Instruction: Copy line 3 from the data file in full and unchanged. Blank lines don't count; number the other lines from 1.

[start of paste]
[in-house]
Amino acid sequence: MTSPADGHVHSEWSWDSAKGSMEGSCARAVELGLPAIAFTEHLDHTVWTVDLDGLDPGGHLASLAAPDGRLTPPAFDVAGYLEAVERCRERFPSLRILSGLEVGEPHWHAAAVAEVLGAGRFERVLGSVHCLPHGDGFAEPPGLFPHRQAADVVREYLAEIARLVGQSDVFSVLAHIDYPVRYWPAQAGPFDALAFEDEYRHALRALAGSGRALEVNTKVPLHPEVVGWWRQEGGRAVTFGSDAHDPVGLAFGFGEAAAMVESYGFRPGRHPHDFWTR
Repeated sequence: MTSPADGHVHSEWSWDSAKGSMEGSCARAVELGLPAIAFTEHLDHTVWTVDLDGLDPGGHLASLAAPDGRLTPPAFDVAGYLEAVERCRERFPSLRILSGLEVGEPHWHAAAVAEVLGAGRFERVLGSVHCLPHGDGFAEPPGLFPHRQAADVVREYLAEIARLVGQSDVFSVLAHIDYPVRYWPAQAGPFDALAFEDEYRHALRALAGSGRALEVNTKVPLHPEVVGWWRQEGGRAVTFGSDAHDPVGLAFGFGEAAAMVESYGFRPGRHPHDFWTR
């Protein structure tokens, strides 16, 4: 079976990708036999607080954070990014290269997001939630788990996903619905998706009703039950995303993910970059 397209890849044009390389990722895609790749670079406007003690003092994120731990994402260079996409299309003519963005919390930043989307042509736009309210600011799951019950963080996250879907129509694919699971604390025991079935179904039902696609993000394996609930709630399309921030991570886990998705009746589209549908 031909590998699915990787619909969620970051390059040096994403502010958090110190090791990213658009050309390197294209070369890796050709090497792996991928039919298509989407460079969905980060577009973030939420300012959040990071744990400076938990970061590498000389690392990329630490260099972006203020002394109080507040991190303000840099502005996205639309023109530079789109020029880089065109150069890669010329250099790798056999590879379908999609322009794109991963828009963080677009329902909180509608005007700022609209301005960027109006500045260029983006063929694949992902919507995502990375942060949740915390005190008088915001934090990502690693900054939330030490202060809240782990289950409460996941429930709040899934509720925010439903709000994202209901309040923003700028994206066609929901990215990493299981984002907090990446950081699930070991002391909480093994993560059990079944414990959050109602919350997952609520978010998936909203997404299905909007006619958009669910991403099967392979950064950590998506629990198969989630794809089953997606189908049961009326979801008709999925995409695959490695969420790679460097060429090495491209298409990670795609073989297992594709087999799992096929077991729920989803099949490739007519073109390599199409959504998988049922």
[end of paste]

Repeated sequence: MTSPADGHVHSEWSWDSAKGSMEGSCARAVELGLPAIAFTEHLDHTVWTVDLDGLDPGGHLASLAAPDGRLTPPAFDVAGYLEAVERCRERFPSLRILSGLEVGEPHWHAAAVAEVLGAGRFERVLGSVHCLPHGDGFAEPPGLFPHRQAADVVREYLAEIARLVGQSDVFSVLAHIDYPVRYWPAQAGPFDALAFEDEYRHALRALAGSGRALEVNTKVPLHPEVVGWWRQEGGRAVTFGSDAHDPVGLAFGFGEAAAMVESYGFRPGRHPHDFWTR